Reports Outline Inflammation Study Findings from Free University (Surface modifications of silica nanoparticles are crucial for their inert versus proinflammatory and immunomodulatory properties)
By a News Reporter-Staff News Editor at Health & Medicine Week -- Investigators publish new report on Inflammation. According to news reporting originating in Brussels, Belgium, by NewsRx journalists, research stated, "Silica (SiO2) nanoparticles (NPs) are widely used in diverse industrial and biomedical applications. Their applicability depends on surface modifications, which can limit potential health problems."
The news reporters obtained a quote from the research from Free University, "To assess the potential impact of SiO2 NP exposure and NPs chemical modifications in allergic airway inflammation. Mice were sensitized by five repetitive intraperitoneal injections of ovalburnin/aluminum hydroxide (1 mu g) over 42 days, then intratracheally instilled with plain or modified SiO2 NPs (50 mu g/mouse), and subsequently aerosol challenged for 20 minutes with ovalbumin. One or 5 days later, allergic inflammation was evaluated by cell differentiation of broncho-alveolar lavage fluid, lung function and gene expression and histopathology, as well as electron and confocal microscopy of pulmonary tissue. Plain SiO2 NPs induced proinflammatory and immunomodulatory effects in vivo, highlighted by enhanced infiltration of inflammatory cells in the broncho-alveolar lavage fluid, induction of a pulmonary T helper type 2 (Th2) cytokine pattern, differentiation of type 2 macrophages, and by morphological changes in the lung of sensitized mice. These effects were dramatically attenuated using surface-functionalized NPs with amino and phosphate groups, but not with polyethylene glycol. The role of macrophages in taking up SiO2 NPs was confirmed by flow cytometry, confocal microscopy, and gene expression analysis."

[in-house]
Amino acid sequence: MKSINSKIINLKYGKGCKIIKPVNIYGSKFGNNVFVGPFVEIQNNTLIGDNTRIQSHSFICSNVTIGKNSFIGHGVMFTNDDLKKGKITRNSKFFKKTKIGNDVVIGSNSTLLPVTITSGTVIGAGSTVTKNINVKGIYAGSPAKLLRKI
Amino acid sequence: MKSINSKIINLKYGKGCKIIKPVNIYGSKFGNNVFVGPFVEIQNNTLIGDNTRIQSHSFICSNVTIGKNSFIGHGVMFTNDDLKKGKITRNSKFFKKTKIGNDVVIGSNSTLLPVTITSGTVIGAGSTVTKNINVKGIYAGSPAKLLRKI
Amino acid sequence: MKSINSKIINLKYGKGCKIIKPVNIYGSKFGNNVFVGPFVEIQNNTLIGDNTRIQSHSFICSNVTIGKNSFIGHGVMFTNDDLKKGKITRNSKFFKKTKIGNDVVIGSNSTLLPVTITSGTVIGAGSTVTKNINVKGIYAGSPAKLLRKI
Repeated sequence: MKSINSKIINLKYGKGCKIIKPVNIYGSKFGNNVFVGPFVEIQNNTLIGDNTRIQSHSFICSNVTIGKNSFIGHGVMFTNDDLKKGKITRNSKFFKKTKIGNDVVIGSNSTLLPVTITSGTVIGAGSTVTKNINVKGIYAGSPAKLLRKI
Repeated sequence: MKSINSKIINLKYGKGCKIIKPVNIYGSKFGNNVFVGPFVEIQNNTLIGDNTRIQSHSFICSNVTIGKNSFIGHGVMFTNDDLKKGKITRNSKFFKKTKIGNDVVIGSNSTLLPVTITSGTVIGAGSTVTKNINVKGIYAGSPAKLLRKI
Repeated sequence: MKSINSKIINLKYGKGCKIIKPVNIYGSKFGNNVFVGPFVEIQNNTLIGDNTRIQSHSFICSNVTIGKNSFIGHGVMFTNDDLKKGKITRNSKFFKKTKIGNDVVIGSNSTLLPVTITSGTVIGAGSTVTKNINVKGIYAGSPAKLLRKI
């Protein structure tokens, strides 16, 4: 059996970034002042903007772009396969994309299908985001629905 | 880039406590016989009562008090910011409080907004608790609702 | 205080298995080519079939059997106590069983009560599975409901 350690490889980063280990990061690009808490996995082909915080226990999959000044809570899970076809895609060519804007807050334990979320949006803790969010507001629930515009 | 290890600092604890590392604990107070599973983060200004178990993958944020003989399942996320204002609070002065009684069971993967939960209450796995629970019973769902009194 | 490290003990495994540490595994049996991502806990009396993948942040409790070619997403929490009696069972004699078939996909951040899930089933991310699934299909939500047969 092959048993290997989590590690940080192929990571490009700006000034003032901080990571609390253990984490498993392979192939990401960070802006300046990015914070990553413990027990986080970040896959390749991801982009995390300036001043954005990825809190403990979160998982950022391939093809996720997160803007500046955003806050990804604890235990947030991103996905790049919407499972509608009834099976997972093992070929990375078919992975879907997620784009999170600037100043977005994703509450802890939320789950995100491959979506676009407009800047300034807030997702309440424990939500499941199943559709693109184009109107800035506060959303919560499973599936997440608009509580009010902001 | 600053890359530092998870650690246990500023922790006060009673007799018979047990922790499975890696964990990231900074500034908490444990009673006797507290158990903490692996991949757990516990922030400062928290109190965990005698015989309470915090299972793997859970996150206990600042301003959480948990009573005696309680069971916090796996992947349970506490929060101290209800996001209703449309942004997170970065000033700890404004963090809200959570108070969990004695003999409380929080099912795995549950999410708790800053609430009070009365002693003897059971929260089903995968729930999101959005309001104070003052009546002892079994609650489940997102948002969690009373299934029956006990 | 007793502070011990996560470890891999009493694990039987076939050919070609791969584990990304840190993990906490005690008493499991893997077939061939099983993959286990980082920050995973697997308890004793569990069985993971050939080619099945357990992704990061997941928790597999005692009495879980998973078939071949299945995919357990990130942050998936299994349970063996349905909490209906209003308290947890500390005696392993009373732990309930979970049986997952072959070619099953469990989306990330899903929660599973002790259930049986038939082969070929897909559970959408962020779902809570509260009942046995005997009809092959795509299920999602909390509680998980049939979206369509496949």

According to the news reporters, the research concluded: "Our data suggest that amino and phosphate surface modifications, but not polyethylene glycol (PEG), mitigate the proinflammatory and immunomodulatory effect of SiO2 NPs in allergic airway inflammation, paving the way for new strategies in the production of nanomaterialswith lower health impact for humans."
For more information on this research see: Surface modifications of silica nanoparticles are crucial for their inert versus proinflammatory and immunomodulatory properties. International Journal of Nanomedicine, 2014;9():2815-2832. International Journal of Nanomedicine can be contacted at: Dove Medical Press Ltd, PO Box 300-008, Albany, Auckland 0752, New Zealand (see also Inflammation).
Our news correspondents report that additional information may be obtained by contacting V. Marzaioli, Vrije Univ Brussel, Dept. of Dermatol, Brussels, Belgium. Additional authors for this research include J.A. Aguilar-Pimentel, I. Weichenmeier, G. Luxenhofer, M. Wiemann, R. Landsiedel, W. Wohlleben, S. Eiden, M. Mempel, H. Behrendt, C. Schmidt-Weber, J. Gutermuth and F. Alessandrini.
Keywords for this news article include: Europe, Belgium, Brussels, Immunology, Macrophages, Inflammation, Nanoparticle, Nanotechnology, Emerging Technologies, Mononuclear Phagocyte System
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